Tales from the Trail

Obama courts the over-70 set

CHARLES CITY, Indiana – Democratic presidential candidate Barack Obama tried on Thursday to win over members of one of his most skeptical audiences: senior citizens.

Those voters have tended to be a strong base for Obama’s rival Hillary Clinton, a former first lady and New York senator. At 60, Clinton is older than the 46-year-old Obama and is seen by many older voters as the more experienced candidate.

Visiting an assisted living center in Indiana, the Illinois senator shared stories about his grandfather’s service in World War II, his grandmother’s frugality and his mother’s battle with cancer.barack.jpg

He also expressed empathy for the daily struggles of older people worried about paying for prescription drugs and health care while trying to get by on a fixed income.

In a proposal that was popular with the group, Obama promised to try to eliminate the income tax on their Social Security benefits.

Clinton tries to ring 3 a.m. alarm again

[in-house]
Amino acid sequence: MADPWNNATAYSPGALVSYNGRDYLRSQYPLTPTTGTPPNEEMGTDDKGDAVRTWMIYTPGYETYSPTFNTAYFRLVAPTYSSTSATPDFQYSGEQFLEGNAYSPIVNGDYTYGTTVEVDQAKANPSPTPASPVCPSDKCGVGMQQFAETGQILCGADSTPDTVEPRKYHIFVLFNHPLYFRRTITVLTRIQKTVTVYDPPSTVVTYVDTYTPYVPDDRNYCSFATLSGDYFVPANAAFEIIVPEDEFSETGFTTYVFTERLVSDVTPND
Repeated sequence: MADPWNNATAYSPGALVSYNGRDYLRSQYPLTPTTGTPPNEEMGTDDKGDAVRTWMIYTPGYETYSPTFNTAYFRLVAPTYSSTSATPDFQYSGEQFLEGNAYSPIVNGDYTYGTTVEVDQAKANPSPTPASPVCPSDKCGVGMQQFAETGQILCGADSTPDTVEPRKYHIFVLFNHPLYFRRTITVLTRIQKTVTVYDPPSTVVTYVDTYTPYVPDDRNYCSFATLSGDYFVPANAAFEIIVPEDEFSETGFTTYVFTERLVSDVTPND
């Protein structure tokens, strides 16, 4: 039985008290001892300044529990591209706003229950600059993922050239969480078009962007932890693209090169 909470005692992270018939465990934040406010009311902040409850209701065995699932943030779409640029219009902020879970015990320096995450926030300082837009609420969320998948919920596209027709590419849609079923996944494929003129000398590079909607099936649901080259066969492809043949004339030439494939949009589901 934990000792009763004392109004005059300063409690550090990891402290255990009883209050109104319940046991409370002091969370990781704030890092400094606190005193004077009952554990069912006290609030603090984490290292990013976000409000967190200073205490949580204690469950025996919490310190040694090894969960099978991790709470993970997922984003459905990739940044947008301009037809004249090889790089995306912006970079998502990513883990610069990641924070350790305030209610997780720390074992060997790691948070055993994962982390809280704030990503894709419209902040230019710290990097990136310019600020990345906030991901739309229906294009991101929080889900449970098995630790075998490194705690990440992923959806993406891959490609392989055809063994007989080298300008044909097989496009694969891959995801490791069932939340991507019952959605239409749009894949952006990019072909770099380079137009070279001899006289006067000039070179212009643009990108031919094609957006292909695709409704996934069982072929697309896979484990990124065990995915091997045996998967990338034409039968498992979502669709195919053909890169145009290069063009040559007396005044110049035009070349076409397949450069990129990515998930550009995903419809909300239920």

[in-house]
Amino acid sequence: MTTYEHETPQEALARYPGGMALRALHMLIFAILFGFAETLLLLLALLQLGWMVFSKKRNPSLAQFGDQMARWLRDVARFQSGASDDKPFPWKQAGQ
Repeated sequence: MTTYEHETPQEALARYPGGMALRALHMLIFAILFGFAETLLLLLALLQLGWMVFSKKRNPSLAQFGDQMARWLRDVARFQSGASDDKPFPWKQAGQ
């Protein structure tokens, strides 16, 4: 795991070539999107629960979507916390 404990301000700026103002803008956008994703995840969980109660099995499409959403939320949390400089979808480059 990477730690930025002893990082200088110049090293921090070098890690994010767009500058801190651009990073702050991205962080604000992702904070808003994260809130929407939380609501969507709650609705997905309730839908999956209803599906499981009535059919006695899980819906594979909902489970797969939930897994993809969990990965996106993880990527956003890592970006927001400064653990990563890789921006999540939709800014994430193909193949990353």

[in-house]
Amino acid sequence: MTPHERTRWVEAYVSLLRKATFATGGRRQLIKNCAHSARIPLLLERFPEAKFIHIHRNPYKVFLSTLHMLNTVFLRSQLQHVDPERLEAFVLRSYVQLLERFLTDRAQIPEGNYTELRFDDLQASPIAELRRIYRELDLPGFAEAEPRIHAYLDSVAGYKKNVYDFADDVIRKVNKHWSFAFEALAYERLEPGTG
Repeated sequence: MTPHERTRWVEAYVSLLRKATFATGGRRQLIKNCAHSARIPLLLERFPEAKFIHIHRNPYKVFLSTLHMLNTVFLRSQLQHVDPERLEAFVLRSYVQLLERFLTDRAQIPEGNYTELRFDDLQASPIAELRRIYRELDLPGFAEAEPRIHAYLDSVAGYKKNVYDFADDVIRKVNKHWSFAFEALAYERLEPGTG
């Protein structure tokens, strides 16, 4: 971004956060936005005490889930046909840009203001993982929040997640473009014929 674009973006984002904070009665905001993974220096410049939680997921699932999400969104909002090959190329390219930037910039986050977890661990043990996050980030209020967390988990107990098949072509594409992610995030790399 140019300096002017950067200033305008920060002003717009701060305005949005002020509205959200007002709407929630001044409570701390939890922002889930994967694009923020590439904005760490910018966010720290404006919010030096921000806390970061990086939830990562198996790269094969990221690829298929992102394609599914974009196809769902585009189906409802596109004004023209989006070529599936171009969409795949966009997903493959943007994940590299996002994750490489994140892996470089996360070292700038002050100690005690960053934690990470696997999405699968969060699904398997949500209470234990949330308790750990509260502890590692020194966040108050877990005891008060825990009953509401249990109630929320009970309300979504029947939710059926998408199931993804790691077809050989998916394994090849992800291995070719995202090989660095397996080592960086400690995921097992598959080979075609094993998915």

To great effect during the Texas primary, Democratic hopeful Hillary Clinton ran a television ad arguing that she was best able to handle a late night national security crisis if elected to the White House. Now she’s gone back to that well again.

The focus this time is the see-sawing economy and imploding housing market, leading Clinton to question whether presumptive Republican presidential nominee John McCain can handle that call at 3 a.m.

Clinton, who trails rival Barack Obama in the overall Democratic delegate race, leads in polls in Pennsylvania, the next state to hold its primary. The two senators are neck-and-neck in Indiana, which follows in early May.